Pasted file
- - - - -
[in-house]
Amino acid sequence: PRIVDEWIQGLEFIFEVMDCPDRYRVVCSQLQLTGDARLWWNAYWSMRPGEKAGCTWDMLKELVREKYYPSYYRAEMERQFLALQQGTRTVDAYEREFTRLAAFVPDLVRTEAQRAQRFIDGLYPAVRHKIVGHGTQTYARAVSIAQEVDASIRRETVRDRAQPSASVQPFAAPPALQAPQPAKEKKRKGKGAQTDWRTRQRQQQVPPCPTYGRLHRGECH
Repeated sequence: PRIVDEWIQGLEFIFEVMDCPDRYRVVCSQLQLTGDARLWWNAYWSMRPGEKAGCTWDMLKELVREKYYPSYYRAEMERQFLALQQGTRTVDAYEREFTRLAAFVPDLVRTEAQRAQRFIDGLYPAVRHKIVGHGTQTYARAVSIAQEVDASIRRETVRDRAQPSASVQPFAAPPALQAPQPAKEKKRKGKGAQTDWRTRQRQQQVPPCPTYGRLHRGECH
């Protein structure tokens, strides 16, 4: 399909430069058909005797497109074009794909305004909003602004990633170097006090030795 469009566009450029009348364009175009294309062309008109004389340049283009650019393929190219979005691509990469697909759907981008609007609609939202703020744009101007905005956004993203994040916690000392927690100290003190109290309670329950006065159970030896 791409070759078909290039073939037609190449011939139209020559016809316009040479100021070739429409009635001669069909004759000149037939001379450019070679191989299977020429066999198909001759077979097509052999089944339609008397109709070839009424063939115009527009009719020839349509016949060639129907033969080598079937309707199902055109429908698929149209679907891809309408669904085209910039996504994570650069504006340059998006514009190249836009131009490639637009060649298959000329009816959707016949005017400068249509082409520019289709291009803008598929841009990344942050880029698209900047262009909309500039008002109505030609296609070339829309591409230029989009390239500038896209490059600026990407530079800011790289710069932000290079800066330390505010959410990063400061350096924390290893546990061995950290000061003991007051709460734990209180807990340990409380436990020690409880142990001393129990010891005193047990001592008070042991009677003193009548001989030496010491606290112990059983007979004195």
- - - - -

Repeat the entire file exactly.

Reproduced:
[in-house]
Amino acid sequence: PRIVDEWIQGLEFIFEVMDCPDRYRVVCSQLQLTGDARLWWNAYWSMRPGEKAGCTWDMLKELVREKYYPSYYRAEMERQFLALQQGTRTVDAYEREFTRLAAFVPDLVRTEAQRAQRFIDGLYPAVRHKIVGHGTQTYARAVSIAQEVDASIRRETVRDRAQPSASVQPFAAPPALQAPQPAKEKKRKGKGAQTDWRTRQRQQQVPPCPTYGRLHRGECH
Repeated sequence: PRIVDEWIQGLEFIFEVMDCPDRYRVVCSQLQLTGDARLWWNAYWSMRPGEKAGCTWDMLKELVREKYYPSYYRAEMERQFLALQQGTRTVDAYEREFTRLAAFVPDLVRTEAQRAQRFIDGLYPAVRHKIVGHGTQTYARAVSIAQEVDASIRRETVRDRAQPSASVQPFAAPPALQAPQPAKEKKRKGKGAQTDWRTRQRQQQVPPCPTYGRLHRGECH
């Protein structure tokens, strides 16, 4: 399909430069058909005797497109074009794909305004909003602004990633170097006090030795 469009566009450029009348364009175009294309062309008109004389340049283009650019393929190219979005691509990469697909759907981008609007609609939202703020744009101007905005956004993203994040916690000392927690100290003190109290309670329950006065159970030896 791409070759078909290039073939037609190449011939139209020559016809316009040479100021070739429409009635001669069909004759000149037939001379450019070679191989299977020429066999198909001759077979097509052999089944339609008397109709070839009424063939115009527009009719020839349509016949060639129907033969080598079937309707199902055109429908698929149209679907891809309408669904085209910039996504994570650069504006340059998006514009190249836009131009490639637009060649298959000329009816959707016949005017400068249509082409520019289709291009803008598929841009990344942050880029698209900047262009909309500039008002109505030609296609070339829309591409230029989009390239500038896209490059600026990407530079800011790289710069932000290079800066330390505010959410990063400061350096924390290893546990061995950290000061003991007051709460734990209180807990340990409380436990020690409880142990001393129990010891005193047990001592008070042991009677003193009548001989030496010491606290112990059983007979004195």